Robot number four has been approved to offer digital financial advice in NZ.
The Auckland-based National Capital, owned by authorised financial adviser (AFA) Clive Fernandes earned the right to offer robo-advice services via an exemption issued at the end of January.
National Capital joins Kiwi Wealth, Nikko Asset Management and Cigna Life as ‘digital advice providers’ under the Financial Markets Authority (FMA) exemption umbrella unfurled early in 2018.
Formed last year to specialise in KiwiSaver advice, National Capital outsources certain duties to adviser compliance firm Strategi and Auckland law firm Rennie Cox.
David Greenslade, Strategi founder, also advises National Captial, the firm’s website says.
In a just-published note, the regulator says: “The FMA is satisfied that National Capital has the capability and competency to provide personalised services to retail clients through a digital advice facility, and that its directors and senior managers are of good character.”
Fernandes, who has a background in IT and web development, moved to NZ from his native India in 2010. Prior to launching National Capital he spent one year in an adviser support role with the NZ arm of Australian financial services firm, Findex.
Findex, which entered into an enforceable undertaking with the Australian regulator in 2017, mainly has exposure in NZ via the Crowe Howarth accountancy network it purchased in 2015.
On his LinkedIn page, Fernandes says the National Capital robo-advice system would help clients find “which KiwiSaver fund works best for them to achieve their goals, based on their situation”.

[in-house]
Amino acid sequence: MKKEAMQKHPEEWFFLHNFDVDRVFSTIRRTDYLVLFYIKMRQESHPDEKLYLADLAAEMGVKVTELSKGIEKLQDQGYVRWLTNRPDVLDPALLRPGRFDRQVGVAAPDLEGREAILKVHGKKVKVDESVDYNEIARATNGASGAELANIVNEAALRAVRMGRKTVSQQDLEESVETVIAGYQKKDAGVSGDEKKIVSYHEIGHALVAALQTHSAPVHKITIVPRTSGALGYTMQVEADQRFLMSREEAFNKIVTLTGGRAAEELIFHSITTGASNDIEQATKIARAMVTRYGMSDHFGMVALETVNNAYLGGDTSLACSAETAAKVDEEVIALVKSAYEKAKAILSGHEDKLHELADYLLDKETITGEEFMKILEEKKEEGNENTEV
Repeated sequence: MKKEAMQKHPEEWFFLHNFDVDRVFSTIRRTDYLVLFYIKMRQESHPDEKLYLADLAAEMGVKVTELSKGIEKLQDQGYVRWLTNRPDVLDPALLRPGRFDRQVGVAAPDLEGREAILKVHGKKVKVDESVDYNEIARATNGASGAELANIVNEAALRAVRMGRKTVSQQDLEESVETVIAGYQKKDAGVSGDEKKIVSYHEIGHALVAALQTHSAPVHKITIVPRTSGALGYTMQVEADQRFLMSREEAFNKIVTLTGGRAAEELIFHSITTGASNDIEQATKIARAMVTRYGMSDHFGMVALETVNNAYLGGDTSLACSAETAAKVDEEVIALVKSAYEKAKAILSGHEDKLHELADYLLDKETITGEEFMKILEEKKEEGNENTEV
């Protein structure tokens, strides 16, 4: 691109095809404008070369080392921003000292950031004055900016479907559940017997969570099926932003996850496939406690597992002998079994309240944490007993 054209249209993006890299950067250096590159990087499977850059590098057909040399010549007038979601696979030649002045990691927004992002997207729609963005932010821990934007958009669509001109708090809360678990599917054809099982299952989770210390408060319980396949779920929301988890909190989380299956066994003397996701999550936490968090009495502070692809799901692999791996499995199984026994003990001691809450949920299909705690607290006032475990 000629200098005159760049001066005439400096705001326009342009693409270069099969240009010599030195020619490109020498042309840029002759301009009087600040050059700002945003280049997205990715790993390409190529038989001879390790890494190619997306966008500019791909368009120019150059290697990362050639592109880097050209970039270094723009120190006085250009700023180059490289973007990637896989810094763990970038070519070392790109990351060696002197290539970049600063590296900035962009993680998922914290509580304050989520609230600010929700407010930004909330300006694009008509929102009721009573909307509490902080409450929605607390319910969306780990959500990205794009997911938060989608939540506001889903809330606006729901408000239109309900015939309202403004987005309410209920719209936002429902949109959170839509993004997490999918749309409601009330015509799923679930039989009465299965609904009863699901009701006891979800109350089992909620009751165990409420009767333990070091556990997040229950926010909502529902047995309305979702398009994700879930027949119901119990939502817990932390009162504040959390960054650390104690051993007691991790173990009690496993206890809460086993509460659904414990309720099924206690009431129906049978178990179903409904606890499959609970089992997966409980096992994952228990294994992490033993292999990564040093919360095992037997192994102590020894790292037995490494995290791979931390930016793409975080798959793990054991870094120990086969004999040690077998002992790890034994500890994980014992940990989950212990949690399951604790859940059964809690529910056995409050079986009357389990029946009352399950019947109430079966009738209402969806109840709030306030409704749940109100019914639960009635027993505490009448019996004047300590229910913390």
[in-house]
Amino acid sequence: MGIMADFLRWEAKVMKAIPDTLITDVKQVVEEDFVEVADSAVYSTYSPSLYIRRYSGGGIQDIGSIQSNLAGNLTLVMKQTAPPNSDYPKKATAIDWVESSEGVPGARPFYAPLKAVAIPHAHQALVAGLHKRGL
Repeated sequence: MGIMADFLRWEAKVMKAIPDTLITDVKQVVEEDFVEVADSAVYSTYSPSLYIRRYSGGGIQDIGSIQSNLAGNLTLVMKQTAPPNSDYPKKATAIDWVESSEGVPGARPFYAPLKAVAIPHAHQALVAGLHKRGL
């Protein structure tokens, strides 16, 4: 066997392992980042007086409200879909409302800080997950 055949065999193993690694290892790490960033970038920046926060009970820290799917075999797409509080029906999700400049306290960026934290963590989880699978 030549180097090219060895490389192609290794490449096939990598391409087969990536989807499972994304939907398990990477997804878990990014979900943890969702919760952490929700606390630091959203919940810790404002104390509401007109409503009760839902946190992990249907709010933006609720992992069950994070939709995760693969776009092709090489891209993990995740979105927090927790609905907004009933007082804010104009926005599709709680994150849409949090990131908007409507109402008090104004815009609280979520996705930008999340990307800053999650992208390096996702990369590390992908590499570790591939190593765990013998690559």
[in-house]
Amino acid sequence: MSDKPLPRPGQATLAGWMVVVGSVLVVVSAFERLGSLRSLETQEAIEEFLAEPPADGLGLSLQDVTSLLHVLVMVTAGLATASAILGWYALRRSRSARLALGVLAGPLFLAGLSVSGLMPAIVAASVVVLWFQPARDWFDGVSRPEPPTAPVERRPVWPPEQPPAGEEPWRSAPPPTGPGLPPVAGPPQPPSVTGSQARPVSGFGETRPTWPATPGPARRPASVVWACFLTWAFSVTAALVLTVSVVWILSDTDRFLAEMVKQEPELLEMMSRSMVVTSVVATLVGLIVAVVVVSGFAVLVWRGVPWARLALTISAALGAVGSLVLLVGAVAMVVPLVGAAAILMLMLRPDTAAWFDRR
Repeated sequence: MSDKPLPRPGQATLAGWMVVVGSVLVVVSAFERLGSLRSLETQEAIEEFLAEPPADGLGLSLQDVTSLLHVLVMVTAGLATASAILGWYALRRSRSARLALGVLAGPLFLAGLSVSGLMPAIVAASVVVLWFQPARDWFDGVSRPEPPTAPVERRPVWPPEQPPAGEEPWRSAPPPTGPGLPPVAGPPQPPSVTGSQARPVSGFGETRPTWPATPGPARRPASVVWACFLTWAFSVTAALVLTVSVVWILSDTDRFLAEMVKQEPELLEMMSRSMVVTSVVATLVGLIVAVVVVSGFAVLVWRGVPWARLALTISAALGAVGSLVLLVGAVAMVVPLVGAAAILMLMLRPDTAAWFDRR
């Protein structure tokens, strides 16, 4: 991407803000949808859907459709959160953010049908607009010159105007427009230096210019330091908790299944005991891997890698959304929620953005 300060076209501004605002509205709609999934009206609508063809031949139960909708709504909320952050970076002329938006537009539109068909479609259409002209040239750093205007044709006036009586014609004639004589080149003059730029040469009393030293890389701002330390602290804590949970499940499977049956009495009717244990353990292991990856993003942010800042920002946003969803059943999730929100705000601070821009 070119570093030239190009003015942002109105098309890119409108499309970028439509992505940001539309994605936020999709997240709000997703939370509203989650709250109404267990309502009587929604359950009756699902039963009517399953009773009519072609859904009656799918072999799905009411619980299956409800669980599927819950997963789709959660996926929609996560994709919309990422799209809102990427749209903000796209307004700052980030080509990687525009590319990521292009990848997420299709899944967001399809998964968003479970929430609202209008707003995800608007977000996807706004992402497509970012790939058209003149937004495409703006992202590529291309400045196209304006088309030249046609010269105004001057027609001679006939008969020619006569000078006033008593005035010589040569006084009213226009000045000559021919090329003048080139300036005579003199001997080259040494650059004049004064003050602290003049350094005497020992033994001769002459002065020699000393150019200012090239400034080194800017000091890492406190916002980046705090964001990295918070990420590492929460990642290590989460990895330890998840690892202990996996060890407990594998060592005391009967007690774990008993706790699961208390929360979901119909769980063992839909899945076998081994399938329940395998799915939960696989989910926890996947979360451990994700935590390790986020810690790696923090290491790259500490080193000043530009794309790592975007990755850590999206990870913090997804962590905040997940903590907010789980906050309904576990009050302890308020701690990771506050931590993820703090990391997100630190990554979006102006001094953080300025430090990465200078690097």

“With the focus on an ‘accountable algorithm’ and good client outcomes, this service will not only help Kiwis get the advice they need but do that in an ethical manner,” the posting says.
The firm’s website says the group initially wanted to provide a whole-of-market service, but “as we progressed on the business model” settled for a smaller group of providers, most of which will pay a commission to National Capital.
After a round of negotiations with many retail KiwiSaver schemes, National Capital struck “agency agreements” with several providers including: Aon; ANZ; Fisher Funds; Generate; and, Booster.
“Our provider and fund selection will be biased towards active management of investment funds,” the National Capital site says. “We believe that clients having access to a financial adviser will be better served by active managers, than investing in passive funds.”
Despite rushing in the exemption last year, the three FMA robo-advice licences issued to date have seen little active service: Kiwi Wealth rolled out an early version to some of its KiwiSaver clients; while Nikko and Cigna Life are still wiring up their robots.
The FMA exemption bypasses a requirement in existing legislation requiring financial advice to be delivered by ‘natural persons’. However, robo-advice will be formally plugged into the mainstream once the Financial Services Legislation Amendment Bill (FSLAB) passes into law.
FSLAB is close to the end of its political journey after passing a second reading last September. The proposed legislation, set to restructure the financial advice industry, should pass through the final house committee and third-reading phases within weeks: the bill has moved up five spots to 15th on the parliamentary order paper when the Beehive opens for business on February 12.